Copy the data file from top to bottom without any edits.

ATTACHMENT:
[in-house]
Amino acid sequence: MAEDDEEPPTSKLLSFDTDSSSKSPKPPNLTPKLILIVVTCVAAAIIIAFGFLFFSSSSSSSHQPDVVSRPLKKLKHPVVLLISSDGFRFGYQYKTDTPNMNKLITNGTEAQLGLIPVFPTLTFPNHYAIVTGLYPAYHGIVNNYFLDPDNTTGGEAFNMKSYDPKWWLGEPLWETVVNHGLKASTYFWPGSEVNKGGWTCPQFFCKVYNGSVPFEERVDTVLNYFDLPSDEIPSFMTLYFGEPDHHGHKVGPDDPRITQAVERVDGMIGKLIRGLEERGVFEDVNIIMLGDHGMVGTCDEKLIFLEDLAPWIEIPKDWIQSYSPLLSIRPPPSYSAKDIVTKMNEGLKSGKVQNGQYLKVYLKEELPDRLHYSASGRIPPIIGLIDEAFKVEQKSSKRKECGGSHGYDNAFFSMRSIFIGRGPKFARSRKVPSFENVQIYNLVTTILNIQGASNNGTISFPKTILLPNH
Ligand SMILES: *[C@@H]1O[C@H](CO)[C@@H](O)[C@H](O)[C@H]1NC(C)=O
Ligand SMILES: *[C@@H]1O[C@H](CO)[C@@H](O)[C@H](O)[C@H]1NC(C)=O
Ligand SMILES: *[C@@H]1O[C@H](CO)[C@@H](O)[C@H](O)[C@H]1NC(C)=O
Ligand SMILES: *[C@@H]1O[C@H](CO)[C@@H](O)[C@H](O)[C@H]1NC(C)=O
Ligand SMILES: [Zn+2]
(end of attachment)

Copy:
[in-house]
Amino acid sequence: MAEDDEEPPTSKLLSFDTDSSSKSPKPPNLTPKLILIVVTCVAAAIIIAFGFLFFSSSSSSSHQPDVVSRPLKKLKHPVVLLISSDGFRFGYQYKTDTPNMNKLITNGTEAQLGLIPVFPTLTFPNHYAIVTGLYPAYHGIVNNYFLDPDNTTGGEAFNMKSYDPKWWLGEPLWETVVNHGLKASTYFWPGSEVNKGGWTCPQFFCKVYNGSVPFEERVDTVLNYFDLPSDEIPSFMTLYFGEPDHHGHKVGPDDPRITQAVERVDGMIGKLIRGLEERGVFEDVNIIMLGDHGMVGTCDEKLIFLEDLAPWIEIPKDWIQSYSPLLSIRPPPSYSAKDIVTKMNEGLKSGKVQNGQYLKVYLKEELPDRLHYSASGRIPPIIGLIDEAFKVEQKSSKRKECGGSHGYDNAFFSMRSIFIGRGPKFARSRKVPSFENVQIYNLVTTILNIQGASNNGTISFPKTILLPNH
Ligand SMILES: *[C@@H]1O[C@H](CO)[C@@H](O)[C@H](O)[C@H]1NC(C)=O
Ligand SMILES: *[C@@H]1O[C@H](CO)[C@@H](O)[C@H](O)[C@H]1NC(C)=O
Ligand SMILES: *[C@@H]1O[C@H](CO)[C@@H](O)[C@H](O)[C@H]1NC(C)=O
Ligand SMILES: *[C@@H]1O[C@H](CO)[C@@H](O)[C@H](O)[C@H]1NC(C)=O
Ligand SMILES: [Zn+2]